He'll be PM before you know it..
Dan Neidle, Clifford Chance's ex head of tax, has threatened to report Nadhim Zahawi's lawyers to the SRA after they accused him of defamation.
In the brief window between outgoing Prime Minister Liz Truss sacking Kwasi Kwarteng as chancellor and replacing him with Jeremy Hunt, Zahawi was rumoured to be in the running to retake the position.
Neidle jumped on Twitter with his assessment of that possibility: "Can't believe Liz Truss is seriously considering appointing as Chancellor someone who reportedly was investigated by the NCA [National Crime Agency] in the past and is all-but-certain to be the subject of a current investigation by HMRC".
Neidle has criticised Zahawi repeatedly for not coherently explaining the donation of his 42.5% stake in YouGov to his parents, which Neidle said looked like tax avoidance. When Osborne Clarke, Zahawi's former solicitors, encouraged Neidle to retract his allegations, he drew public attention to Zahawi's strongarm tactics by publishing the firm's "threatening" and "misleading" letters.
Osborne Clarke's litigation lawyers either declined to continue to serve as Zahawi's human shields, or the chancellor decided he needed to go elsewhere for a more pugilistic approach, because a new firm is now submitting itself to a public beating by CC's former Head of UK Tax.
Susan Aslan, founder of ACK Media law, wrote to Neidle accusing him of making "false and misleading claims" in his latest tweet about Zahawi, who she said "is not aware of any investigation by the National Crime Agency of His Majesty's Revenue and Customs".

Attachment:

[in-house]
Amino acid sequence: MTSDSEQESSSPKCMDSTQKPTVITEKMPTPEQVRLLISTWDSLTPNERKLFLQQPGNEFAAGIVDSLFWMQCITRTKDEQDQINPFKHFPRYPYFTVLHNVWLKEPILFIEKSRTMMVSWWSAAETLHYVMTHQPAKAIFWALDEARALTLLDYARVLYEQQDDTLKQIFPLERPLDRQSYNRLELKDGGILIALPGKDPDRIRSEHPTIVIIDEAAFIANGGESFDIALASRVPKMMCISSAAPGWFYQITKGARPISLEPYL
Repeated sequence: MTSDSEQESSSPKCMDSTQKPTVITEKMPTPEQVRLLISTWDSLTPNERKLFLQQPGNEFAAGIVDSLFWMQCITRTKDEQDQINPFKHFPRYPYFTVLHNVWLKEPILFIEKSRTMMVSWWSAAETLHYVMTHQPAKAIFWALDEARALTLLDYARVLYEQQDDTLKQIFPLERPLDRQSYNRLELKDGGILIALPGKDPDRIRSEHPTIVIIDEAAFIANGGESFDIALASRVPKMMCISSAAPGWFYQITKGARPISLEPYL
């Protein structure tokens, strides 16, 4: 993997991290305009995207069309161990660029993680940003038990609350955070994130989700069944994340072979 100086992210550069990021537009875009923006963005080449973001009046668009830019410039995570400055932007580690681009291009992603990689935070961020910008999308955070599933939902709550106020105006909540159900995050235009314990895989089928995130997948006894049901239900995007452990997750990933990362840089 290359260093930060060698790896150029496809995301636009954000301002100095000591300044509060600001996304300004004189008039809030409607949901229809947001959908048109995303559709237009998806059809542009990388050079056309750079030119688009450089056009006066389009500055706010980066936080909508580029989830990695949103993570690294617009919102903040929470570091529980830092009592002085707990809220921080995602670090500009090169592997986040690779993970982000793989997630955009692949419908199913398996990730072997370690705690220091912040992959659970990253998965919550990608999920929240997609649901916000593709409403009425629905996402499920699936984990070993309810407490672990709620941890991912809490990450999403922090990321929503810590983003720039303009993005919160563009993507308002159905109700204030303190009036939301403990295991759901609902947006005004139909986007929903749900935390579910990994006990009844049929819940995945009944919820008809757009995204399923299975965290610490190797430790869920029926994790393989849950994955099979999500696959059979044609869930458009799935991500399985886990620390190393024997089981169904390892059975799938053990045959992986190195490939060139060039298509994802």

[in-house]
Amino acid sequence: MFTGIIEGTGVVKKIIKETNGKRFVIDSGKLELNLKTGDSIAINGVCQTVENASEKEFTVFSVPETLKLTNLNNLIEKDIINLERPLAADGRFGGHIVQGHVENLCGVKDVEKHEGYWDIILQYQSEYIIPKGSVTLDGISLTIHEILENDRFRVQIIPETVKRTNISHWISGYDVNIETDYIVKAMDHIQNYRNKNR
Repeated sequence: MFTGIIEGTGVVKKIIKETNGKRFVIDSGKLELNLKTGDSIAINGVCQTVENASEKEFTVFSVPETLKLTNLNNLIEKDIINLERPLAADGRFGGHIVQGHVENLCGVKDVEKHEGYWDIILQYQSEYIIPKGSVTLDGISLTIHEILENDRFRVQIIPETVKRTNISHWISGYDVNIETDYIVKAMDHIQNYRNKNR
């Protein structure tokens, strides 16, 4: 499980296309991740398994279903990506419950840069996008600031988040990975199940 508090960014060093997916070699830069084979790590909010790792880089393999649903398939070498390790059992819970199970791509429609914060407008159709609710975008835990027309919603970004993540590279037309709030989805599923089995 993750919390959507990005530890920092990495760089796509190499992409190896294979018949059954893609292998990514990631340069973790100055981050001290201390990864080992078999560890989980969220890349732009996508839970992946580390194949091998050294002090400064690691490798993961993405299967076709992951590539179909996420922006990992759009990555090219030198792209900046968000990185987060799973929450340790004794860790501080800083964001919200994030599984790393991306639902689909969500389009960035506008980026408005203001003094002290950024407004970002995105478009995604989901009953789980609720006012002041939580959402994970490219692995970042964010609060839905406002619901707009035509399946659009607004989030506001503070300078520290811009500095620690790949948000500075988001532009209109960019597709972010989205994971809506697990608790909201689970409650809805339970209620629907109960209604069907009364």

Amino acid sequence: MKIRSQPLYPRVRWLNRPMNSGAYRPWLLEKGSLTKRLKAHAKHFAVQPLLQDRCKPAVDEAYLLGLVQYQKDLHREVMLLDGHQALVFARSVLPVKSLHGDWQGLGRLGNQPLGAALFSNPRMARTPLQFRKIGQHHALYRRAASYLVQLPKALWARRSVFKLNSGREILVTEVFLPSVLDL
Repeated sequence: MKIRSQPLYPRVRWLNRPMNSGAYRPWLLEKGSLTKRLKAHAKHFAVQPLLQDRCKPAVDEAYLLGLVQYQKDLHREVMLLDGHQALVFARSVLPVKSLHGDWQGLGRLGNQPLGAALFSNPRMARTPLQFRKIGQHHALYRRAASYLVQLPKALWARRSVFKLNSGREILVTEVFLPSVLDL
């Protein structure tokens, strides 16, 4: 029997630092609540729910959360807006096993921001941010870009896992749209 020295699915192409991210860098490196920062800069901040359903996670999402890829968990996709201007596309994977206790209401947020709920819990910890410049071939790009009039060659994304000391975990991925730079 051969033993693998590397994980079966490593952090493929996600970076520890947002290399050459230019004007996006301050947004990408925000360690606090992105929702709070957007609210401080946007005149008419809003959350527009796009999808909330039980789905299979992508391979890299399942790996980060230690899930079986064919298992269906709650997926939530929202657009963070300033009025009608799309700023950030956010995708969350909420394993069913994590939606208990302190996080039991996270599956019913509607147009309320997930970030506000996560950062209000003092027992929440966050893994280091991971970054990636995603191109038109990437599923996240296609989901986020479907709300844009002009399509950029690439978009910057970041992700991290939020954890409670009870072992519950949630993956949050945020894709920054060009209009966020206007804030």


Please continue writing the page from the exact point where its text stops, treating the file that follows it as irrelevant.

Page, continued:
She said Neidle's claims were defamatory and would seriously damage Zahawi's reputation, and gave the ex-Magic Circle partner 48 hours to delete the tweets in order to "resolve this issue without the need for court involvement".
Neidle responded by publishing Aslan's letter, along with withering commentary on the firm's tactics.
Neidle provided a graph in his analysis.
"When I was a trainee lawyer, assisting in some long-running piece of litigation, I drafted a response to the other side. I said I was 'astonished' at some point they were asserting. The senior partner supervising me was not impressed. 'We are never surprised, astonished, perplexed, amazed, stunned or shocked', he said. Lesson learned. Well, I am surprised, astonished, perplexed, amazed, stunned and shocked at this email."
"I am not a defamation specialist", said Neidle, but "I have spoken to lawyers who are...This is one of the many reasons why making baseless legal threats to senior lawyers is not the greatest idea".
Neidle said his repetition of widely-reported claims about Zahawi "is a drop in the ocean of harm that Mr Zahawi’s reputation has suffered". and that ACK's letter was an attempt to stifle public discussion of his affairs, which made it akin to a Strategic Lawsuit Against Public Protection, or SLAPP.
"It is unethical and improper for ACK Media Law LLP to write emails of this kind, making baseless legal threats", he said. "At a time when the Solicitors Regulation Authority has taken a strong stance against SLAPPs, it is also extremely unwise. I have therefore invited them to withdraw; if they do not, I will refer them to the SRA".
Neidle gave the firm three days to drop its threats - ACK did not respond to a request for comment.